At the end of April, advocates from aross California came to Sacramento for our annual Transportation Equity Summit and Advocacy Day, co-hosted by TransForm and the California Bicycle Coalition (CalBike). The event was a big success, and we are excited to share some sights, sounds, and ideas from both days.
The flurry of activity around transportation in Sacramento in April was nothing short of dizzying. After a big push early in the month to pass a massive $5 billion per year transportation spending package, the Legislature scheduled a hearing on bills in the Transportation Equity Bill Package on the same day as the Summit! All this activity made for a very lively and timely summit, which undoubtedly helped fill the committee hearing with transportation equity advocates. Many attendees ended up bouncing back and forth between events and the Capitol, and it paid off — all the bills we were focused on (AB 17, AB 179, and SB 150) made it out of committee!
On Advocacy Day, delegations from across the state met with their legislators and stressed the importance of supporting transportation equity legislation. Quite a few members of these delegations were new to Sacramento advocacy, and we’re hoping they will stay involved and continue pushing elected officials on these issues.
And it’s not too late for you to get on that train — take a moment to urge your legislators to support the Transportation Equity Bill Package now (and then come back and finish reading this post!)
Rather than narrate a long recap, we're letting photographs, social media posts, and audio interviews tell the story. We conducted audio interviews with summit attendees, which you can listen to here:
Q? are public agencies the right ones equipped to do comm engagement? Or should we pay the community groups asks James C #TranspoEquity17— Jessica Meaney (@jessica_meaney) April 24, 2017
'We've done lots of infrastructure in this country without actually asking people what they want' -James Corless #TranspoEquity17— Jeanie Ward-Waller (@jeanww) April 24, 2017
Assemblymember Sabrina Cervantes was just elected in November 2016, and she jumped right in with an important bill, AB 179, to ensure that communities that suffer disproportionately from pollution are represented on the California Transportation Commission.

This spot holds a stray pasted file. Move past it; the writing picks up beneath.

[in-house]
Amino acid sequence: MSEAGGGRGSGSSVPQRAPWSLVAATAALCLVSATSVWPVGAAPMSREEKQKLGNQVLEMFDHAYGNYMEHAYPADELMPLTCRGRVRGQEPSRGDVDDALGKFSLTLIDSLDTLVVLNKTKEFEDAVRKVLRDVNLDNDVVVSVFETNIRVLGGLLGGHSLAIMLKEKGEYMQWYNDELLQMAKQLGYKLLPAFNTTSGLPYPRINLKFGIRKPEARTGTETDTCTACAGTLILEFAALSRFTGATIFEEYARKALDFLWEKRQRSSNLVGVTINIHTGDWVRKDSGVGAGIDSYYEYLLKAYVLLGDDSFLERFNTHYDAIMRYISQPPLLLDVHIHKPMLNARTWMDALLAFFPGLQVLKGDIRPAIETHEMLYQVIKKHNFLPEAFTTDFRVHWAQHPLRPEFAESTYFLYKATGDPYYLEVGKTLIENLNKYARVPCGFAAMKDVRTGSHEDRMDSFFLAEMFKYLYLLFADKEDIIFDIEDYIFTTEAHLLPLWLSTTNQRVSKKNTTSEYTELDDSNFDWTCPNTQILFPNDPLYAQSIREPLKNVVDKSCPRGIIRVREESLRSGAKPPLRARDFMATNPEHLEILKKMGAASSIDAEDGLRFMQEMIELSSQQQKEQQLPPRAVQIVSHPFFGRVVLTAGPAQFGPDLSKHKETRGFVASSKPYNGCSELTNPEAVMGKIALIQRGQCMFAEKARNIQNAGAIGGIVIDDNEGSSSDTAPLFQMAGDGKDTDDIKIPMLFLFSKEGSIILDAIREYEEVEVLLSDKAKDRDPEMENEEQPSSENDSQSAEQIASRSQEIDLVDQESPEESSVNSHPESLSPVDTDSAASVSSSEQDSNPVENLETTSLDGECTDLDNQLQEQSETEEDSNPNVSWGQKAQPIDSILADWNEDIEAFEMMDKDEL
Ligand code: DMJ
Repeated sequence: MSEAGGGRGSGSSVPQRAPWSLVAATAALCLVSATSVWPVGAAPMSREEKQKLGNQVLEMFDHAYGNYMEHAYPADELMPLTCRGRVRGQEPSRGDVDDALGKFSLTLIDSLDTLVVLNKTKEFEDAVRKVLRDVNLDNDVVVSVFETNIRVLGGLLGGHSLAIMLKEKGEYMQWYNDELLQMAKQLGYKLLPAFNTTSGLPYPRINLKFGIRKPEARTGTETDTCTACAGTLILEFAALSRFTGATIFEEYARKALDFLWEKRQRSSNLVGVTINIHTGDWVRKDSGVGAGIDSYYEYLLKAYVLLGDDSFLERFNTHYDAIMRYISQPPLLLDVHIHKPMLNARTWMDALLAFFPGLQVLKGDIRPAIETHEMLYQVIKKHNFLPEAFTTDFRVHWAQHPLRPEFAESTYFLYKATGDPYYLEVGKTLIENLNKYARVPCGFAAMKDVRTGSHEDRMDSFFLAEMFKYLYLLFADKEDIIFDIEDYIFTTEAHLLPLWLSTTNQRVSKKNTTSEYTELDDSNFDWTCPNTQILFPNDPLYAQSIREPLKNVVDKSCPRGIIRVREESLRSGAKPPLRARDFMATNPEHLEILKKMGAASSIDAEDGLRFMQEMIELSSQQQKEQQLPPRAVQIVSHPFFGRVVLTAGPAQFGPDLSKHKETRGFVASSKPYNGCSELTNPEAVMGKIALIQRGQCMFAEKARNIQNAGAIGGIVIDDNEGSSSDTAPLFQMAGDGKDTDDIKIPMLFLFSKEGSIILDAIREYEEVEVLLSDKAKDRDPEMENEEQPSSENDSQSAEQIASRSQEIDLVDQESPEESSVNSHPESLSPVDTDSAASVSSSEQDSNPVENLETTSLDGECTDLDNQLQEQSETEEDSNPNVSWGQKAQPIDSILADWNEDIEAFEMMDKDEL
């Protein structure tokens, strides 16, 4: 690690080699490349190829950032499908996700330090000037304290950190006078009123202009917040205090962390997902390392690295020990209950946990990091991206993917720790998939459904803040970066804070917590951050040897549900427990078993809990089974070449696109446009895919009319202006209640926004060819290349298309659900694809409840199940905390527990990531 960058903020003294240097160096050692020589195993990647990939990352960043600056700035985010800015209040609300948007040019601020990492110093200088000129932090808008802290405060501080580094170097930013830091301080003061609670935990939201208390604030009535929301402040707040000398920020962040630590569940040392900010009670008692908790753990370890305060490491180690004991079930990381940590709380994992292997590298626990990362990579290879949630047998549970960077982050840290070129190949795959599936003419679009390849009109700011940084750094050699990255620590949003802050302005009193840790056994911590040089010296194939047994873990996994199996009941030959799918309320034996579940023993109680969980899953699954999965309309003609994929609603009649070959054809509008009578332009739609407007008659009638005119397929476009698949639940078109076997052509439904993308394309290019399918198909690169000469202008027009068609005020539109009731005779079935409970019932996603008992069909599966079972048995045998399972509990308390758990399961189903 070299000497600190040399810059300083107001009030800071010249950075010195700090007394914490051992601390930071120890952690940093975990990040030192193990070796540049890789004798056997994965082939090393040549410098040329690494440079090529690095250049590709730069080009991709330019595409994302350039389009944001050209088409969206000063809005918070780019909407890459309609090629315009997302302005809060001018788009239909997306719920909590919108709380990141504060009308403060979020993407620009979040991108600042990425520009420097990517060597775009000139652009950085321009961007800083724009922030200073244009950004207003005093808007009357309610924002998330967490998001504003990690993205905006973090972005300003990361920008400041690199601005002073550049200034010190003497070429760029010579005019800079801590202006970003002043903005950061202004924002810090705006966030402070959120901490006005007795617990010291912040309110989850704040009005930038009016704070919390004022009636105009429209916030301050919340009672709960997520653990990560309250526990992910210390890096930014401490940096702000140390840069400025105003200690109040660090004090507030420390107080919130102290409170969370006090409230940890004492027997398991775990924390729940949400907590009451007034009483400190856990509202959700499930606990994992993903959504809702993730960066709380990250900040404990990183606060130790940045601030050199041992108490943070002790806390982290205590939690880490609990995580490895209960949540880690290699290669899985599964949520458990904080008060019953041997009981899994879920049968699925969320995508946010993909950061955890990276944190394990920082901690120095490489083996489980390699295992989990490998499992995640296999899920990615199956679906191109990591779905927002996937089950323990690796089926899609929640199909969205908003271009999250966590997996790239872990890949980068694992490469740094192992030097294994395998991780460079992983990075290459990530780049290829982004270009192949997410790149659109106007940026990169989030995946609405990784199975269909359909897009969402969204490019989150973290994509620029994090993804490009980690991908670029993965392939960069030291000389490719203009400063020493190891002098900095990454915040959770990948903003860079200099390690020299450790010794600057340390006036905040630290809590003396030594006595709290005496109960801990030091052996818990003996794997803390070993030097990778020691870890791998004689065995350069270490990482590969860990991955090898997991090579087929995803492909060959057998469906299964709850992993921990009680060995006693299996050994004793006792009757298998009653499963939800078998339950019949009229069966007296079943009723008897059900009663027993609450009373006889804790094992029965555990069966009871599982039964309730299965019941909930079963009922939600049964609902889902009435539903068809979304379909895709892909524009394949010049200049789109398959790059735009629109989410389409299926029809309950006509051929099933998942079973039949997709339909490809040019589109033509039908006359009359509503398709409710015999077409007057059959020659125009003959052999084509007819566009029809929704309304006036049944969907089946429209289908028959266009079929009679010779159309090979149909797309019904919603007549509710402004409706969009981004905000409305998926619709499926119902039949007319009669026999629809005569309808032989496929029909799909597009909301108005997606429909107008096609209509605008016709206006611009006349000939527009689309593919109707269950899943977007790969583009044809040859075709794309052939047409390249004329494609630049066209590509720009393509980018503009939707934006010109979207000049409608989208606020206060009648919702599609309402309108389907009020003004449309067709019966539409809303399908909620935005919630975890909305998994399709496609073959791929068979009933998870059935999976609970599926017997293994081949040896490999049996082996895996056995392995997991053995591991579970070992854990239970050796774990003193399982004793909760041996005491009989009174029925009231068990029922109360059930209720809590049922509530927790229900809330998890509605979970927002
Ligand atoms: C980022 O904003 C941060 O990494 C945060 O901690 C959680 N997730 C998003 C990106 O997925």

Senator Connie Leyva has demonstrated an unwavering commitment to environmental and transportation justice, providing strong leadership on issues that impact low-income communities of color in the Inland Empire and throughout California. She was one of just a few legislators who took strong exception to the “dirty trucking” loophole in SB 1.
Mariela Magaña, a policy advocate at the Leadership Counsel for Justice and Accountability, won the Transportation Equity Advocate award for her work to organize and build power with residents of the East Coachella Valley.
Funding Transportation Through Local Ballot Measures: Lessons from communities about what works, what doesn’t work, and how to move forward with one.
Clockwise from top left: Micah Mitrosky (IBEW in San Diego), Tamie Dramer (Organize Sacramento), Gloria Ohland (Move LA), Moderator Jessica Meaney (Investing in Place), Michael Turner (LA Metro), audience members
This panel told the stories of three very different transportation funding campaigns from across the state and highlighted important questions and considerations for advocates. A coalition of equity advocates helped defeat Measure A in San Diego. In Sacramento, advocates supported Measure B despite flaws in the process, but the measure failed by a narrow margin. And LA’s Measure M was a big success story, with a more participatory and inclusive process that led to a landslide victory.
Micah Mitrosky: We felt strongly we had to oppose Measure A bc it wouldn't create equitable transit, good jobs, clean air. #TranspoEquity17— TransForm (@TransForm_Alert) April 24, 2017
Bottom-up process can't stop after a measure passes. Keep engaging with supporters AND opposition after election. #TranspoEquity17— TransForm (@TransForm_Alert) April 24, 2017
Statewide Advocates and Grassroots Partnership: how to ensure a two-way street of benefit and participation
Clockwise from top left: Grecia Elenes (Leadership Counsel for Justice and Accountability), Karen Borja (Inland Congregations United for Change), Carey Knecht (Climate Plan), Moderator Jared Sanchez (CalBike), Alia Phelps (ACCE)
This panel got to the heart of one of the most important questions in our movement — how to build authentic and trusting partnerships among different organizations. Local organizers in frontline communities candidly shared their experiences, both positive and negative, in working with statewide policy advocates. ClimatePlan, a statewide coalition of dozens of climate and environmental organizations, shared insights on how to listen to grassroots partners, offer appropriate resources, and avoid tokenizing or exploiting them.
How to build trust w/local advocates? Karen Borja: Visit us. Share resources with us. Hire us. Understand our situation. #TranspoEquity17— BikeSGV (@BikeSGV) April 24, 2017
Show that we are starting to work together and think together. Change the narrative and show our unity - Karen Borja #TranspoEquity17— TransForm (@TransForm_Alert) April 24, 2017
Alia Phelps of ACCE says: start with the small fish + bring many voices to the table with you when advocating for change #TranspoEquity17— TransForm (@TransForm_Alert) April 24, 2017
Advocates split up into regional delegations and spent a whole day visiting legislators from their areas.